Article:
An amendment to reinstate itemized deductions, but place a cap on them, may be a compromise that could save the charitable deduction at the state level without sacrificing too much of the other potential budgetary gains. In reviewing other state's similar tax legislation and debate, the Vermont legislature struck a similar compromise, which is instructive for consideration. The proposal made herein is intended to offer a path forward and advance the debate. If taken, additional research into the extent of the overall budgetary impact will need to be done.

Proposed Amendment to Section 4 to HB 240. Innovincent proposes that nonprofits and other interested parties consider whether the following amendment could solve the issue. This proposal effectively tracks the comparable Vermont legislation enacted following their state legislature's debate on the same issue currently before the General Assembly:

This amendment provides a cap on total itemized deductions, limiting the total deduction allowed to be the higher of (a) the standard deduction or (b) 2.5 times the standard deduction plus any additional deductions for State and local income taxes, medical and dental expenses, or charitable contributions, as taken on the federal income tax return.

The budgetary impact of this proposal has not been researched.

Why Keeping the Charitable Deduction Matters. The nonprofit sector is important in Delaware. To put it in perspective, the state population is approximately 952,065[3] with a civilian labor force of approximately 476,800.[4] Of that work force, 11.6% of employment in Delaware is attributed to nonprofits,[5] or 55,309 people. There is no dispute that this small workforce (and their volunteers) impacts most of the rest of the State.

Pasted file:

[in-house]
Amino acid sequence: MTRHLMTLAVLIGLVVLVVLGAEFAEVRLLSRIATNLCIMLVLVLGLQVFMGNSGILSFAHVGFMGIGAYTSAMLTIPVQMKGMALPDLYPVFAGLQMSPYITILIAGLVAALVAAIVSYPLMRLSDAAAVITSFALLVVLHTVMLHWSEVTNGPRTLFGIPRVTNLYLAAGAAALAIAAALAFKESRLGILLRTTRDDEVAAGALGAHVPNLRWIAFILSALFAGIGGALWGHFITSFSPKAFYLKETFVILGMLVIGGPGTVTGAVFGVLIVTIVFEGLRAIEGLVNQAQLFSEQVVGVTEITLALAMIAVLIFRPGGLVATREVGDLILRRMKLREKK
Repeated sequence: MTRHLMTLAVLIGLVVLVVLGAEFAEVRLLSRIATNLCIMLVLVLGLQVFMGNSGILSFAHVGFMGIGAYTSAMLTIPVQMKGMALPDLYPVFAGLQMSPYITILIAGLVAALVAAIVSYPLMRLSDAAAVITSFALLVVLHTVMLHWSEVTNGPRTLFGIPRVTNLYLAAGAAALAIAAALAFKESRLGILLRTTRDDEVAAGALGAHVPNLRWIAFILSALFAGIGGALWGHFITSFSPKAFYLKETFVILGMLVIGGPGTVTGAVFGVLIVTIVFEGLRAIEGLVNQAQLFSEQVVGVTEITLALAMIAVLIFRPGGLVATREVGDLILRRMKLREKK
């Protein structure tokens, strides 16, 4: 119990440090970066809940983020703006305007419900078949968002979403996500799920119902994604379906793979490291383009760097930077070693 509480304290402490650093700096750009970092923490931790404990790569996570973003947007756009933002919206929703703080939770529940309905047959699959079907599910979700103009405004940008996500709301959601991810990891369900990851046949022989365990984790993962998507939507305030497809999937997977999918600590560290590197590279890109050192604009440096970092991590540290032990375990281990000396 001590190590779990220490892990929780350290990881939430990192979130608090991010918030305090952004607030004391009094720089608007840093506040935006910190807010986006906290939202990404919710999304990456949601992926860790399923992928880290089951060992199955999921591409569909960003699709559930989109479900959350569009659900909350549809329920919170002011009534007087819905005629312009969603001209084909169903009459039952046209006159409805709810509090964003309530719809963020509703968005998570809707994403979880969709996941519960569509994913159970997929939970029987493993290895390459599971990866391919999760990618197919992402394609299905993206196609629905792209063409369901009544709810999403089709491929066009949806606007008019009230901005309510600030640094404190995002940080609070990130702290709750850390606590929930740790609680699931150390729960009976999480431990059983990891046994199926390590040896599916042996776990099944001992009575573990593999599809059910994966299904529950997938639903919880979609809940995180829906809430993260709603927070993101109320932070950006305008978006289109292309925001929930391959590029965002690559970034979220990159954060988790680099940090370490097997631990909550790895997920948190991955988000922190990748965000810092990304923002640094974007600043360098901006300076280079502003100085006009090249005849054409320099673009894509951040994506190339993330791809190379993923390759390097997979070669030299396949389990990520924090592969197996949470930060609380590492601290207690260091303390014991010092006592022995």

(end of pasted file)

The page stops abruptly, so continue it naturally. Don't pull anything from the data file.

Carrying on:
As previously discussed, $476.1 million of charitable giving was deducted in Delaware in 2012 (the most recent year for which federal income tax data is available).[6] Of the 119,840 taxpayers who itemized, 83% claime…
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Client Alert: Delaware HB 240: Draft Legislation Regarding Charitable Deduction to Impact Delaware Nonprofits

Client Alert: Delaware HB 240: Draft Legislation Regarding Charitable Deduction to Impact Delaware Nonprofits and Other Charitable Organizations

Delaware Nonprofits and Supporters Should Be Concerned and Voice Their Opinions to their State Legislators

Summary. The Delaware General Assembly is currently reviewing legislation that, if passed, will have a significant impact on all Delaware nonprofits and charitable organizations. As discussed herein, House Bill 240, related to taxes on personal income ("HB 240"), contains a provision (Section 4) to eliminate itemized deductions. This provision seeks to impact only those taxpayers who itemize their state returns, or about a third of the Delaware tax filer population. While this may have some positive effect on the state treasury, Delaware nonprofits and the communities they serve will be impacted adversely by this legislation. As such, Section 4 to HB 240 should not become law in its current form.